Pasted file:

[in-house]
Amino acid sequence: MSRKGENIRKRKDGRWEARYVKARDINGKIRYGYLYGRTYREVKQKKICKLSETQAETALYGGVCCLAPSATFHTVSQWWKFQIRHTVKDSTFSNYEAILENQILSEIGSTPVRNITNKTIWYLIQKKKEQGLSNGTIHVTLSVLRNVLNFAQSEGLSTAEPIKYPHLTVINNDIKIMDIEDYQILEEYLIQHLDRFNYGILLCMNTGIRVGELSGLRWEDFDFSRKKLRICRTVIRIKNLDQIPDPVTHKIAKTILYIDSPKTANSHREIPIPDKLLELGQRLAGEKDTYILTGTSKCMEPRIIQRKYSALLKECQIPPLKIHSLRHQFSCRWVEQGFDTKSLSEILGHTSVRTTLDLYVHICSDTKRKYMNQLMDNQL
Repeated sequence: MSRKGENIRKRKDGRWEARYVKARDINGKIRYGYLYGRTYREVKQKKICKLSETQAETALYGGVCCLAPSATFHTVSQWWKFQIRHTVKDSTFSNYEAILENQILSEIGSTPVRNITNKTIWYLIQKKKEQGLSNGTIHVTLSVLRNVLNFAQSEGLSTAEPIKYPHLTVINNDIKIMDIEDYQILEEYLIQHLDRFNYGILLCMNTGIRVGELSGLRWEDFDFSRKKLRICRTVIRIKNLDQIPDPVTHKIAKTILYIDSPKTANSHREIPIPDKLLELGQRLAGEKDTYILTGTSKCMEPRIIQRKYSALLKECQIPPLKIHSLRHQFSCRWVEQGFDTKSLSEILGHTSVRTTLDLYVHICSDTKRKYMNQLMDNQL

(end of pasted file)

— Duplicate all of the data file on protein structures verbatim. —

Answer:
[in-house]
Amino acid sequence: MSRKGENIRKRKDGRWEARYVKARDINGKIRYGYLYGRTYREVKQKKICKLSETQAETALYGGVCCLAPSATFHTVSQWWKFQIRHTVKDSTFSNYEAILENQILSEIGSTPVRNITNKTIWYLIQKKKEQGLSNGTIHVTLSVLRNVLNFAQSEGLSTAEPIKYPHLTVINNDIKIMDIEDYQILEEYLIQHLDRFNYGILLCMNTGIRVGELSGLRWEDFDFSRKKLRICRTVIRIKNLDQIPDPVTHKIAKTILYIDSPKTANSHREIPIPDKLLELGQRLAGEKDTYILTGTSKCMEPRIIQRKYSALLKECQIPPLKIHSLRHQFSCRWVEQGFDTKSLSEILGHTSVRTTLDLYVHICSDTKRKYMNQLMDNQL
Repeated sequence: MSRKGENIRKRKDGRWEARYVKARDINGKIRYGYLYGRTYREVKQKKICKLSETQAETALYGGVCCLAPSATFHTVSQWWKFQIRHTVKDSTFSNYEAILENQILSEIGSTPVRNITNKTIWYLIQKKKEQGLSNGTIHVTLSVLRNVLNFAQSEGLSTAEPIKYPHLTVINNDIKIMDIEDYQILEEYLIQHLDRFNYGILLCMNTGIRVGELSGLRWEDFDFSRKKLRICRTVIRIKNLDQIPDPVTHKIAKTILYIDSPKTANSHREIPIPDKLLELGQRLAGEKDTYILTGTSKCMEPRIIQRKYSALLKECQIPPLKIHSLRHQFSCRWVEQGFDTKSLSEILGHTSVRTTLDLYVHICSDTKRKYMNQLMDNQL